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Deward the ghost town still on the maps that completely vanished

4 min read

Deward, halfway between the towns of Gaylord and Grayling, Michigan is still in the book of county maps some locals keep in their cars.
But go there, and you won’t find any town, just a field of grass and broken glass.
The mighty forests of northern Michigan, pines that grew for centuries to reach heights of 45 meters, had been mostly clear-cut by lumber barons in less than a generation. When the stand of pines was brought down in Deward, the town’s population moved on, leaving behind a graveyard of giant stumps. A few people stuck around and tried to eke out an existence, but by the 1930s the once-bustling town was deserted.
And now Deward is a ghost town, one of dozens in Michigan.

Well…and what’s left of Deward?
Nothing…except a few oil pumps that have invaded the land.
Yet the town had one of the largest sawmills in Michigan, despite it didn’t last very long.
It was started in 1900 and named in honor of lumber baron who cut the land, David E. Ward, who had been a timber cruiser for lumber concerns out of the Bay City-Saginaw area in the mid-19th Century, which helped him acquire his own land in northwestern Michigan.
Eventually he became one of the most prolific and richest lumber barons in the area from the 1850s until his death, in May 1900.
His will stipulated that all his assets needed to be liquidated in 12 years, including the tract near the upper Manistee River, which meant they had that long to clear the pine.
So a mill was built a year later and the company town of Deward was born. Eventually there were 12 mills, a railroad depot, a company store with a community hall and several residences including boarding houses and single-family homes for families.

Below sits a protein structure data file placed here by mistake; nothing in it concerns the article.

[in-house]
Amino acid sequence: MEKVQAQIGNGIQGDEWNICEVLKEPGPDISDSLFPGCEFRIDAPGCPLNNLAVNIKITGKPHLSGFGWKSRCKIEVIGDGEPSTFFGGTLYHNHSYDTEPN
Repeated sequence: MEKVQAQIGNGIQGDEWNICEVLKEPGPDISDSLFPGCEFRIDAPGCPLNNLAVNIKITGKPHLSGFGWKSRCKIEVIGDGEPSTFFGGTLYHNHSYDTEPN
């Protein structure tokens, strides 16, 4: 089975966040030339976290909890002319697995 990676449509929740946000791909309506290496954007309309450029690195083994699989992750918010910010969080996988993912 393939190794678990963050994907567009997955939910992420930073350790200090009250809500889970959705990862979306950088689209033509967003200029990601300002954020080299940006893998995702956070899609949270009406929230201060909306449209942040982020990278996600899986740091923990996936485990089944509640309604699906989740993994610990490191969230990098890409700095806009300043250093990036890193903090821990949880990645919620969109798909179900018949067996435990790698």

At its peak, Deward had a population of 800 souls.

All typical of the logging boom towns.
Social events like dances were held in the community center, where there was also a Swedish Lutheran Church.
The one thing you couldn’t get in town, however, was liquor. The town was on private property and the Ward estate banned the sale of alcohol, though a thirsty lumberjack could head to nearby Frederic for a bottle.
And for years, lumbering and life continued.
Michigan white pine built much of America in the 19th Century into the 20th Century, with the soft wood that was used for much of the rough carpentry for homes and other structures.
In any case, by 1912, the white pine supply was exhausted in the Deward tract. Thus Ward estate pulled up stakes and started selling off the land to other companies that cut hard woods like maple and beech. After all the standing timber was logged off and cut into boards and the sawmill closed, the town died off. The buildings were dismantled and hauled away and the old sawmill was demolished leaving just some concrete foundations.
Eventually, like many other areas decimated by lumbering, the land fell into the hands of the state, which only brought Michigan’s forests back to life after decades of conservation and restoration projects.

Eventually, the trees grew back covering over the former townsite hiding it from view. If you know where to look you can still see the foundations and relics of the past.
The best way to find the ruins is from county road 612. Take Manistee River Road north past West Cameron Bridge Road. About a mile and a half north of West Cameron Bridge Road you will see a two-track heading west with a small green sign with a binoculars symbol on it. Go down that road to a parking area. If you take the trail down to the river, you will see an old wooden fence with concrete bases at each end left over from the sawmill.
From the south base head into the woods, and you will see the concrete foundations.
There are plenty of building and house foundations scattered throughout the area.
This could be a ‘ghost town’ search for you that would be fun…yes, you’ll have to travel down various dirt roads to get there, but it’ll be worth it to visit this little slice of Michigan history.
After all, It’s still technically on the map….

Images from web – Google Research